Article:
He meant the protest to be a one-time thing, “but when I got to Burlington, 1,000 people were marching with us, and in Vermont, 1,000 people is a lot of people,” he says. “But what was amazing was to read the story in the paper the next day.” It was 17 years after The End of Nature, and nine years after passage of the Kyoto Protocol, the first international agreement on climate change. An overwhelming abundance of scientific evidence had demonstrated the reality of climate change and the human role in causing it. And yet a newspaper story was describing 1,000 people walking across Vermont as the largest U.S. demonstration ever against climate change. It dawned on McKibben that writing books and making meticulous arguments wasn’t enough. Read the rest of this entry »

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Guns Kill Kids in Cities, Too. Green Spaces Could Be Part of the Fix.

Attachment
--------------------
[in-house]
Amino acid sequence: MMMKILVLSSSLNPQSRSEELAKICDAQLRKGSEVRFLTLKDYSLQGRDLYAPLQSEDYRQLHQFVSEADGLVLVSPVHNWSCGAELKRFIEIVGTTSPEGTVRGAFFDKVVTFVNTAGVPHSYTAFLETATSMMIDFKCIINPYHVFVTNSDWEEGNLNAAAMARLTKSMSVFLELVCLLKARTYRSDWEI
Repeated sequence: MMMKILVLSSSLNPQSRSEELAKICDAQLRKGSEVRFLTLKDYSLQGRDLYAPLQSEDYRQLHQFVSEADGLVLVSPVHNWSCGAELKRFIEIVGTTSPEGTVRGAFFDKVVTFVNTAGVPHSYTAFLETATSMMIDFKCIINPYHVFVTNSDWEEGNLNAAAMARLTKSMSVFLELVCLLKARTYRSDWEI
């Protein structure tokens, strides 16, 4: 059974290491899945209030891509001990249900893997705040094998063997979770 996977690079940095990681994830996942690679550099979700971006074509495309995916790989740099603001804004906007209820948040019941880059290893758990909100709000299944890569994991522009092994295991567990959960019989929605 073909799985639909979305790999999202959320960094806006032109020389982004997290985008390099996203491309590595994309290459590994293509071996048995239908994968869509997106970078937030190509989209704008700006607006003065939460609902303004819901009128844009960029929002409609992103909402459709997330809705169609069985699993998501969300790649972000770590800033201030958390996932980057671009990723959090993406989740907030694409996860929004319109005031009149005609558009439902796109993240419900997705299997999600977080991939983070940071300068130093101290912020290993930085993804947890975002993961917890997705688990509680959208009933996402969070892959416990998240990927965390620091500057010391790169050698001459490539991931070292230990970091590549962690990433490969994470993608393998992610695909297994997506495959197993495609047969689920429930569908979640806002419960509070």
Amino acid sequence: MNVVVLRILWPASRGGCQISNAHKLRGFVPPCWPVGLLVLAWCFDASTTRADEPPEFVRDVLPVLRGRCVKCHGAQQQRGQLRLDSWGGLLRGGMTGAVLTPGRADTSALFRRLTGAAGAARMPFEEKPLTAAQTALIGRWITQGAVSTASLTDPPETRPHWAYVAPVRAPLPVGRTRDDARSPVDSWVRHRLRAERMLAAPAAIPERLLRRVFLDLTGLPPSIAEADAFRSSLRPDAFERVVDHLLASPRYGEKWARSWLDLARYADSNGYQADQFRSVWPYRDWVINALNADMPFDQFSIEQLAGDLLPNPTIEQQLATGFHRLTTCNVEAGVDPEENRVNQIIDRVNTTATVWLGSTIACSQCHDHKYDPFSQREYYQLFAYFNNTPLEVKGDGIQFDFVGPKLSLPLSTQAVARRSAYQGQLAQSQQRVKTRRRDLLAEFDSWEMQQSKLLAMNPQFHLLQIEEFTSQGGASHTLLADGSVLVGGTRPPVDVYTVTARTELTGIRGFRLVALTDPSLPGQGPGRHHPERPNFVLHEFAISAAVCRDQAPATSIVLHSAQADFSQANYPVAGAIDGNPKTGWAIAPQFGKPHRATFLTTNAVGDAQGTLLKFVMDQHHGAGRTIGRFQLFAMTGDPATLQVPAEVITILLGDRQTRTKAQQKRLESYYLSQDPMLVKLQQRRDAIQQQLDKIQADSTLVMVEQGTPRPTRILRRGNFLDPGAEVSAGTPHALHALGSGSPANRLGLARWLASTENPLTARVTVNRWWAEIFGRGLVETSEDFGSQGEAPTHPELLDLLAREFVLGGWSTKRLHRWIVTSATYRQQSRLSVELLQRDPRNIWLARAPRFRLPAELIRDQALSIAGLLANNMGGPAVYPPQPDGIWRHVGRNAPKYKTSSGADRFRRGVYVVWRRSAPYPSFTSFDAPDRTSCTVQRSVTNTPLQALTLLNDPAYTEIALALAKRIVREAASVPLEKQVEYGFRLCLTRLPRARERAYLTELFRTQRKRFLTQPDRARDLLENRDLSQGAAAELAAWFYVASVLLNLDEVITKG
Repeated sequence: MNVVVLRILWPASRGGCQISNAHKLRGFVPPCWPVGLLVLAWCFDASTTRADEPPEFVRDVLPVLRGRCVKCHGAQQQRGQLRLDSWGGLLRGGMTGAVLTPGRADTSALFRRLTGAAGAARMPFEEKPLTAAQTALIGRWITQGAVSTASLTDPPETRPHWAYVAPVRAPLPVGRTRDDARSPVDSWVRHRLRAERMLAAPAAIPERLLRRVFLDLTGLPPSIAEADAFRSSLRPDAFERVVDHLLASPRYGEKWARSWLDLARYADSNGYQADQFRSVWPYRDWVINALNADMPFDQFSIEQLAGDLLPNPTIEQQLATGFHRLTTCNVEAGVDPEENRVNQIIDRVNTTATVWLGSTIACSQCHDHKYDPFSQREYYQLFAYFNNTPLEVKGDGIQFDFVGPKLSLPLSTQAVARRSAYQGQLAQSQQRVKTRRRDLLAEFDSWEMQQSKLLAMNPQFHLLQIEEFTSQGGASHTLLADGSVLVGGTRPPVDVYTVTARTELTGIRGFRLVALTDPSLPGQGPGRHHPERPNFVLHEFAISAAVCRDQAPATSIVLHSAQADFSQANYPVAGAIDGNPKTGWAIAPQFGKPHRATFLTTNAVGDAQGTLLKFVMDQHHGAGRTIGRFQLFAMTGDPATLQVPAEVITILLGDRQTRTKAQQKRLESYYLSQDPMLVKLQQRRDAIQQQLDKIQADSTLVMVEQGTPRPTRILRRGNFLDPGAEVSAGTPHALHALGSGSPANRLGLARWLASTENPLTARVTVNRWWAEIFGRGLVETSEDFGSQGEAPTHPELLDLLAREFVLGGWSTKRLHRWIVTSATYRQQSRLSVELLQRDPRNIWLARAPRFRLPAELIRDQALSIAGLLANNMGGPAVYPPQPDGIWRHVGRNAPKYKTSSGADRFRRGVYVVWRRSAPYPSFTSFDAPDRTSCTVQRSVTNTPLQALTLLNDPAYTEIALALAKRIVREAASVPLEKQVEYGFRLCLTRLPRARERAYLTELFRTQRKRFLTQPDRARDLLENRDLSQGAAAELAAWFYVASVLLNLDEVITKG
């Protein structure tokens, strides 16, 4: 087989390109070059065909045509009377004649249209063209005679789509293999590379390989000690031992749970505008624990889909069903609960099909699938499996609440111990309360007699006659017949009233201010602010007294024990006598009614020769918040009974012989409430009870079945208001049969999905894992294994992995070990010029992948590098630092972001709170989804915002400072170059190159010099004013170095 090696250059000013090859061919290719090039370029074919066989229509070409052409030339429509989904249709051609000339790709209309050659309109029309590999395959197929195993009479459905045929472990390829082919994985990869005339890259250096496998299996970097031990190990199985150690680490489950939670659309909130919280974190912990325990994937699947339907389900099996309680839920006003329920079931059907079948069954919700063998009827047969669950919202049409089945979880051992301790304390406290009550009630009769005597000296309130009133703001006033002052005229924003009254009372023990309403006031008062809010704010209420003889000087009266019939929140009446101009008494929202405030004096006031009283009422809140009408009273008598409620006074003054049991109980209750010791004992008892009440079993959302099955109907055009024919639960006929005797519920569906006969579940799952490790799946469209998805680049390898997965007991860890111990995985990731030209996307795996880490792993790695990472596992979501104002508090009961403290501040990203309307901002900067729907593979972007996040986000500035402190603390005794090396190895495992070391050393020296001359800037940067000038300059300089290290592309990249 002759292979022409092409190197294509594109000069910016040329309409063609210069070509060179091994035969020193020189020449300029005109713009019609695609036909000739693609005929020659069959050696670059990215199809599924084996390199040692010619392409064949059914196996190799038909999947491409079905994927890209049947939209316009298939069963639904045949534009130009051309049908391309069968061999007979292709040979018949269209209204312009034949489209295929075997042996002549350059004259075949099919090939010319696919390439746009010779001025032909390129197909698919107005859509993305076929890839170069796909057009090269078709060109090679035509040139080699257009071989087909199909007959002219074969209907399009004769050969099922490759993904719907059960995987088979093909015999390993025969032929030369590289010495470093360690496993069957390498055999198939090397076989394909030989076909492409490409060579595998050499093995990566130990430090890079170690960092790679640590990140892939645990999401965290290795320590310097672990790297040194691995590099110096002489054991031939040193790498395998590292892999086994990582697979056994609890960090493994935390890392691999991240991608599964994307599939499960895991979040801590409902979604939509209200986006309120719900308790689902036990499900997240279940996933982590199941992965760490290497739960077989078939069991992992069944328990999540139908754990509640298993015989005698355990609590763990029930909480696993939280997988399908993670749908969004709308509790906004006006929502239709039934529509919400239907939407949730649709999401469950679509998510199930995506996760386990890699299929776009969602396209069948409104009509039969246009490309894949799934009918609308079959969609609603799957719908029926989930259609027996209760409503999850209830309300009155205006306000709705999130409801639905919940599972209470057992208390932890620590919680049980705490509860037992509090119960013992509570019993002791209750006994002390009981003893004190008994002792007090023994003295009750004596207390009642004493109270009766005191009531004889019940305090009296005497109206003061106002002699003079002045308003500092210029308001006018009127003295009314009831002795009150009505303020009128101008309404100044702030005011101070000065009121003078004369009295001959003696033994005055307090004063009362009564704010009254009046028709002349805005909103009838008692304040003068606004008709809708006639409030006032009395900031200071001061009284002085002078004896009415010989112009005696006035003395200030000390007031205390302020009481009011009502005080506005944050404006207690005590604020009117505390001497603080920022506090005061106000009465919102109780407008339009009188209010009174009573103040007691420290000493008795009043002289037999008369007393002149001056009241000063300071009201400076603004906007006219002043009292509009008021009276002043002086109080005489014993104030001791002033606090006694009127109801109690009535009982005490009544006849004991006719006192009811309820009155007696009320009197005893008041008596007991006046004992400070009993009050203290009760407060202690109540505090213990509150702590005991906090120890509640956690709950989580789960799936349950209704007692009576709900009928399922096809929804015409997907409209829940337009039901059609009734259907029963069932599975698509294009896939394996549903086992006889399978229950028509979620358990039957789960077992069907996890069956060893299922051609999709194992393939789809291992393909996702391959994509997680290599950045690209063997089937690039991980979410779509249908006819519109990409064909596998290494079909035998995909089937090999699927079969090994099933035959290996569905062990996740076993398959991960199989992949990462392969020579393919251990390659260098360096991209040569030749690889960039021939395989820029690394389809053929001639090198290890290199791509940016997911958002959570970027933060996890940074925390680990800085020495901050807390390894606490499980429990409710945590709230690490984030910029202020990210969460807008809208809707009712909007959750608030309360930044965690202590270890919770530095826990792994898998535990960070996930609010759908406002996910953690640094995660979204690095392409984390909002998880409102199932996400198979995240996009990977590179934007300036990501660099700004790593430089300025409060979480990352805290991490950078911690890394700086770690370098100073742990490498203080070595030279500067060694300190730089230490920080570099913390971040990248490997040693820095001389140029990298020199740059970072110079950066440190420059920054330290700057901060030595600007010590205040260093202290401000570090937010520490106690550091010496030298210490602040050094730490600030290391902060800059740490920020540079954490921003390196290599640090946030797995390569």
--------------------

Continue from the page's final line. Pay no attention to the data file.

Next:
Posted by Richard Conniff on February 26, 2018

Before treatment.

After

by Richard Conniff/Scientific American

Outrage over school shootings has dominated headlines, not just because the victims are children, but also because the shootings occur so randomly and in places—Parkland, FL, Newtown, CT– where it once seemed such a thing could never happen.

It’s harder to stir a national debate about the persistent and far larger problem of gun homicides in the nation’s poorest urban neighborhoods, even though more children die in urban gun violence than in school shootings. Maybe it’s just too predictable to hold our attention: The gun violence is extraordinarily concentrated–“hyper-segregated,” in the words of one criminologist–with a handful of neighborhoods in the nation’s 10 largest cities accounting for 30 percent of all gun homicides nationwide.